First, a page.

"Trailers of rumoured, vague threat?"
June 3, 2003 8:13 AM   Subscribe

"Trailers of Mass destruction" : By Wolfowitz Productions, starring Kris Kristofferson and Ali MacGraw. A red hot tale of sex, intrigue and death. (scroll to bottom of page). Amidst the controversy over Wolfowitz's admissions in a Vanity Fair interview about the use of Iraq's alleged WMD threat as a pretext for war, Hollywood comes to the rescue!
posted by troutfishing (20 comments total)
Also of interest: A close friend of Don Rumsfeld with little intelligence experence set to take over search for WMD's in Iraq as the new Undersecretary of Defense for Intelligence (scroll down)

"What else do we know about Dr. Cambone? He is a 1982 political science Ph.D. from Claremont Graduate School. He was the staff director of the Commission to Assess the Ballistic Missile Threat to the United States, also known as the "Rumsfeld Commission."
Here's the kicker: besides being "a protege of Donald Rumsfeld," he also was one of the authors of the Project for the New American Century's "Rebuilding America's Defenses", the radical, Strangelovian document that formed the basis for the Bush administration's National Security Strategy.

So, having failed, despite Judith Miller's best efforts, to find any evidence of chemical, biological, or nuclear weapons in Iraq, the Pentagon is sending a new team of 1400 people, headed by one of Rumsfeld's closest buddies, a civilian political science Ph.D. with little intelligence experience, who also happens to be a neoconservative PNAC guy (a "Straussian," too, for those who think that matters). What are the odds that he will not claim to find something?"
posted by troutfishing at 8:38 AM on June 3, 2003

"excuse" is not the same as "reason."

Wolfowitz admits as much. He had plenty of reasons, and picked WMD as the excuse because he felt he had Saddam dead to rights: even if no weapons ever turn up, Saddam had still failed to prove his disarmarment as required by the 1991 cease fire.

Far from proving their disarmarment, they blocked, infiltrated, and spied on the weapons inspectors who were supposed to merely verify compliance. Far from actually disarming, there is plenty of evidence that the Iraqis maintained a number of incompetent, half-assed weapons programs after that time.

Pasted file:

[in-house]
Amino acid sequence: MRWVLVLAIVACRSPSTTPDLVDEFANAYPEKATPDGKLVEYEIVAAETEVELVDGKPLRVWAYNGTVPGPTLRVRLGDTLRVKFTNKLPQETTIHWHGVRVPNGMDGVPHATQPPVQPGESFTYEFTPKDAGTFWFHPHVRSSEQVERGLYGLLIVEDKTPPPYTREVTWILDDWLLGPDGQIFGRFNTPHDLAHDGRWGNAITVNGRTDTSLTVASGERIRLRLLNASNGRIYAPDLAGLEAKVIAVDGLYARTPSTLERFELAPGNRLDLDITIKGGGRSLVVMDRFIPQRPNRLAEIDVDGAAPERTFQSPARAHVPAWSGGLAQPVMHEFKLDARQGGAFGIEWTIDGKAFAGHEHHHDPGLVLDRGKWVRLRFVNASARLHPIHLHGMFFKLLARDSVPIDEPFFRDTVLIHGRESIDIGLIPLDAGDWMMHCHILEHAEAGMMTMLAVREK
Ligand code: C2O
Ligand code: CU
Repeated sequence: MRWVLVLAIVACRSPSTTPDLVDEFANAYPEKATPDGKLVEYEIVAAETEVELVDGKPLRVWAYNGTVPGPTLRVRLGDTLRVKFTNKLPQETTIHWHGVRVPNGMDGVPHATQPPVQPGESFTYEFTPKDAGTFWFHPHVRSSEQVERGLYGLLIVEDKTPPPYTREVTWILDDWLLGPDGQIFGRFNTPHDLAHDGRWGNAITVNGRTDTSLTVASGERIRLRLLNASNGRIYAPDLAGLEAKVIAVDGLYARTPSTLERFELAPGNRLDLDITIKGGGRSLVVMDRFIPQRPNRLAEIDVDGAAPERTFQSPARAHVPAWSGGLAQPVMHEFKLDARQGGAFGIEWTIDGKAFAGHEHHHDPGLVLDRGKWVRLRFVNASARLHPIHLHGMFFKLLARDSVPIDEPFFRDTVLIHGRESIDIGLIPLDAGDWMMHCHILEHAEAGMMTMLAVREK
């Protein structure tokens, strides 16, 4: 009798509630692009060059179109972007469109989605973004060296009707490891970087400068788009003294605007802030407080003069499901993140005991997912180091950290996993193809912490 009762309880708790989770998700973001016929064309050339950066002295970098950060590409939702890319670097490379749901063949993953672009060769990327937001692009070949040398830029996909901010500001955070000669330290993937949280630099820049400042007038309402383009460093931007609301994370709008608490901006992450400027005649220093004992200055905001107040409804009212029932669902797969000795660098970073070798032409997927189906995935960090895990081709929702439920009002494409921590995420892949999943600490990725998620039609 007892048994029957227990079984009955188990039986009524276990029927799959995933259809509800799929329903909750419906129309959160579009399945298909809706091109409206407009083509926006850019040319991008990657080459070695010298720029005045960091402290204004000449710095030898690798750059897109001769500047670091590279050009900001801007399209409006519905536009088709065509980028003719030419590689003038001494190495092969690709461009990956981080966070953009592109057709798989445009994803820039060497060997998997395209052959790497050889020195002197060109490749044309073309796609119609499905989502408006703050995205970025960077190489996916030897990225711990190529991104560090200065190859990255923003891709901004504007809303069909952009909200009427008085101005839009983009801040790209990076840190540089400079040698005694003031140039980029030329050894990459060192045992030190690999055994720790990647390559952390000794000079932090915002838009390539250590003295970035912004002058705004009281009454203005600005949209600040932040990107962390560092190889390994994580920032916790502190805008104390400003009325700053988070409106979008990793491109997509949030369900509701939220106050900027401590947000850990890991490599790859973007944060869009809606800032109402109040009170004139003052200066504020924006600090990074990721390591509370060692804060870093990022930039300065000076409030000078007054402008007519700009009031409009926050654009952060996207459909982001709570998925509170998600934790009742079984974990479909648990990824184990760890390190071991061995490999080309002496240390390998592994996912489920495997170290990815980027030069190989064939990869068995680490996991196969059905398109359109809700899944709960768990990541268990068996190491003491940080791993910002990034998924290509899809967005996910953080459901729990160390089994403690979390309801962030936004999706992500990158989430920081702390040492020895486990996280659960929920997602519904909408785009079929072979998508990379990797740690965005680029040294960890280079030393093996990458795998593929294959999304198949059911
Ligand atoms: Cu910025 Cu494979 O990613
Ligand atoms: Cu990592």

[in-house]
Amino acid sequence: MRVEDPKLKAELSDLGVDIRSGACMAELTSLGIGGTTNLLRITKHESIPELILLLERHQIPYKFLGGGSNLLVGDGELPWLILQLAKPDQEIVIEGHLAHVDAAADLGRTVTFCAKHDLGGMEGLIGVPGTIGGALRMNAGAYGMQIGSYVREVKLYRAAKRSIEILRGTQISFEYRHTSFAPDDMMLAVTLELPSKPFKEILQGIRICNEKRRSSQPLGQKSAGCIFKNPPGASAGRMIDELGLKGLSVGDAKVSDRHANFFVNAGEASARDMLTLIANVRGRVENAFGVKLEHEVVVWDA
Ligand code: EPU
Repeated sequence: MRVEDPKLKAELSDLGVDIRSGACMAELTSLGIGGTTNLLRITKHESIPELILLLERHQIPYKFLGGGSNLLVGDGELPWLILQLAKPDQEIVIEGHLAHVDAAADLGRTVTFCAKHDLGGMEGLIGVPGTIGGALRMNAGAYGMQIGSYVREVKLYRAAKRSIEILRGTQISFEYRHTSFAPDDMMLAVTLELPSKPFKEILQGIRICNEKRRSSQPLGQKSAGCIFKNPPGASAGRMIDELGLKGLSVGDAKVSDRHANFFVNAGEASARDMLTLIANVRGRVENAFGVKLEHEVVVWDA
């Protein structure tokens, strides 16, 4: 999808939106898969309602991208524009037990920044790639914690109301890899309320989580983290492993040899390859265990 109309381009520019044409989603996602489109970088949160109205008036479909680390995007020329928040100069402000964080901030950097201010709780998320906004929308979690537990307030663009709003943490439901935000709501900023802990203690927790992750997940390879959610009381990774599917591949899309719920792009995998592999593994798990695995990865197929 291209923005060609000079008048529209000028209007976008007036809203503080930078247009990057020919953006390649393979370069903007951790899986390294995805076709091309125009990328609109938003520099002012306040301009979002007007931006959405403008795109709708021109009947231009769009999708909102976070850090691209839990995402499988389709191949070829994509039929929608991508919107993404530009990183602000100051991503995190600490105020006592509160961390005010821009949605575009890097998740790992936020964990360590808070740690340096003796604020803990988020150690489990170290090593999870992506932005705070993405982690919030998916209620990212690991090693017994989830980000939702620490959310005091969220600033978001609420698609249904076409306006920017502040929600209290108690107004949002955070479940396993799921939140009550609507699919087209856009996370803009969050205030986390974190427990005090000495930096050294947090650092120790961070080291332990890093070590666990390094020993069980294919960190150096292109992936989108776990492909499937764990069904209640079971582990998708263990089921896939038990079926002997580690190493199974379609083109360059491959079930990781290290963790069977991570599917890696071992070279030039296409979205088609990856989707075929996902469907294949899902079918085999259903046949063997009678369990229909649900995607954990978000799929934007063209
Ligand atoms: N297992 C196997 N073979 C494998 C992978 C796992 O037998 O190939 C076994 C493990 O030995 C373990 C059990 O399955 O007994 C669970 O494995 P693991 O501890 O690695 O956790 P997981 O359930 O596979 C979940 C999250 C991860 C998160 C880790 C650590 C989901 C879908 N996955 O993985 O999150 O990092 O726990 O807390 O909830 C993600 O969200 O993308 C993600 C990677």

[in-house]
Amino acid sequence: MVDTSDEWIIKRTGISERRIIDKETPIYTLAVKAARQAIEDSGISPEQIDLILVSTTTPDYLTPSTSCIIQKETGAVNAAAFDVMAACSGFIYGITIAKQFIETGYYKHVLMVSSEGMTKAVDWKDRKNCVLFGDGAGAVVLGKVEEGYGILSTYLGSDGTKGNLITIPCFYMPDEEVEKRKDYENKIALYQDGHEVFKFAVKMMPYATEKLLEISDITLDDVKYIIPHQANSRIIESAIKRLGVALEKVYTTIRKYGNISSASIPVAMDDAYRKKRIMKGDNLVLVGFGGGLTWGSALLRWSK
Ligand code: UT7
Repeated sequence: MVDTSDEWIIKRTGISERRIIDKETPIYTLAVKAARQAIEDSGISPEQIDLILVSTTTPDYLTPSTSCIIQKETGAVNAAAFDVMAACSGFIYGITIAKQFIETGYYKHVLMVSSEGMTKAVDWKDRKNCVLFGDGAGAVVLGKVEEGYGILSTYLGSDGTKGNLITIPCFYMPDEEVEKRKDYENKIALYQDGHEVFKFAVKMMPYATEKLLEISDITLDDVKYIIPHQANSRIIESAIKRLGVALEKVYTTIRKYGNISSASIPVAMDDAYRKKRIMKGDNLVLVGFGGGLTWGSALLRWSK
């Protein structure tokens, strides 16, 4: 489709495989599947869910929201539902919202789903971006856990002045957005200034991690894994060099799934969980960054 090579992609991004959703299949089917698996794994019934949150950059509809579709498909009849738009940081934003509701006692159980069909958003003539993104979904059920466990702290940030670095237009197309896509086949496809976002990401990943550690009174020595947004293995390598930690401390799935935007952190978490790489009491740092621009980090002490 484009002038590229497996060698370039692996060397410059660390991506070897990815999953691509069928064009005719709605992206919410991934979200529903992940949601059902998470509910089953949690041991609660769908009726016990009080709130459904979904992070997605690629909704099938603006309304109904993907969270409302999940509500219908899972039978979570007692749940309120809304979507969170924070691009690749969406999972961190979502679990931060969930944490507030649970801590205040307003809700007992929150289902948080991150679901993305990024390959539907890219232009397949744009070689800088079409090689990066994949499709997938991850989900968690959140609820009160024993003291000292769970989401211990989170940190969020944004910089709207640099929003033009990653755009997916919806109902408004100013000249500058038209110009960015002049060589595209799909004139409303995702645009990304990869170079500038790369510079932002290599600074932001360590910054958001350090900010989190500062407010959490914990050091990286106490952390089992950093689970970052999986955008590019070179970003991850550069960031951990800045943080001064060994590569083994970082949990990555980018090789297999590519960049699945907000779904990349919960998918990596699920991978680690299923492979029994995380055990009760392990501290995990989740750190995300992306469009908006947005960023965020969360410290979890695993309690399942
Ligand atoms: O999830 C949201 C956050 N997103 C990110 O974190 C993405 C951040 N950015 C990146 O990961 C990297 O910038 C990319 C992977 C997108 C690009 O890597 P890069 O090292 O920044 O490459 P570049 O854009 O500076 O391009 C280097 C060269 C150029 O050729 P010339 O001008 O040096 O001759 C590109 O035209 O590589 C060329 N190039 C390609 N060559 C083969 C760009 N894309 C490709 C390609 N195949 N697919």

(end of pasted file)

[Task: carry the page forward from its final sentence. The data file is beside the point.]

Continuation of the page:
Letting Saddam off the hook because his programs were junk would be like letting an armed robber off because he stole from the register but forgot to look in the safe.
posted by ednopantz at 8:40 AM on June 3, 2003

I never thought I'd see the words "Kris Kristofferson" and "red hot"..."sex" in the same paragraph, in such close proximity.
posted by TreeHugger at 9:10 AM on June 3, 2003

If you say a war is needed because the enemy holds NBC weaponry, and then later say when those weapons fail to turn up that this justification was an "exaggeration" necessary to gain support for the war, it is neither an "excuse" nor a "reason"-- it is a lie.
posted by Cerebus at 9:17 AM on June 3, 2003

It is not a lie. A lie is when you know something and then falsely claim otherwise.

Here's a hypothetical.

Fact A exists on day one.

Person A is responsible for Fact A.

Group B says "Prove that Fact A is not true, as we know that it was true in the past, and this is punishment. The burden of proof is on you."

Person A hems, haws, thumbs her nose at the request.

On day 180, Person C says "Fact A is still true and has not been proven false and we're going to attack person A unless Fact A is proven false."

Person C then attacks.

Question - where is the lie?
posted by swerdloff at 9:45 AM on June 3, 2003

Question - where is the lie?

That corner Tony's being painting himself into is getting smaller by the hour, for a man who relies on trust and integrity he's in deep shit.

Matthew Parris in the Times has got Blair's number:

"There is, though, a question regularly asked at an Oxford college which encapsulates Mr Blair’s present dilemma over Iraq perfectly. The applicant is invited into the interviewing room and seated in front of a rectangular coffee table. He or she is asked “how many legs has this table got?” The student can only see three legs from where he is sitting but replies “four”. “How do you know”, the don says, “that there are four legs when you can just see three?” The poor student squirms and attempts to explain how sensory perception can be misleading and that it is possible to reach judgments in the absence of observable data. At the end of the discussion the teenager is invited to stand up and look once more from a different angle. He discovers that the table, despite its shape, has but three legs."

and here
"There are, on reflection, a handful of stations in life that may draw a speaker to make the integrity of his own conviction part of the argument. They include religious leader, insurance salesman, confidence trickster and politician. In each case the audience has a special need for assurance about the honesty of the speaker. All these speakers are claiming privileged information. Each in his different way must persuade us that he knows about or has personally seen a vital link in the chain of his argument, but which is not yet open to public inspection. For the time being we must, therefore, trust him.

We did, with Mr Blair, over weapons of mass destruction. Even I did. We did over that promised UN second resolution. The Prime Minister’s speech delivered in the critical Commons debate on the eve of war was one of the most effective he has made, and it hinged utterly on his powerful claims not only as to the existence of weapons of mass destruction, but the huge and immediate threat they presented.

He was emphatic. He was sure. We said: “He’s in charge; he says he knows; we must give him the benefit of the doubt.” By an act of trust we made ourselves vulnerable to being made to look not only wrong, but dupes. If that happens we will feel hurt in a rather personal way."

posted by niceness at 10:03 AM on June 3, 2003

Question - where is the lie?

Right here.

And here.

posted by Cerebus at 10:12 AM on June 3, 2003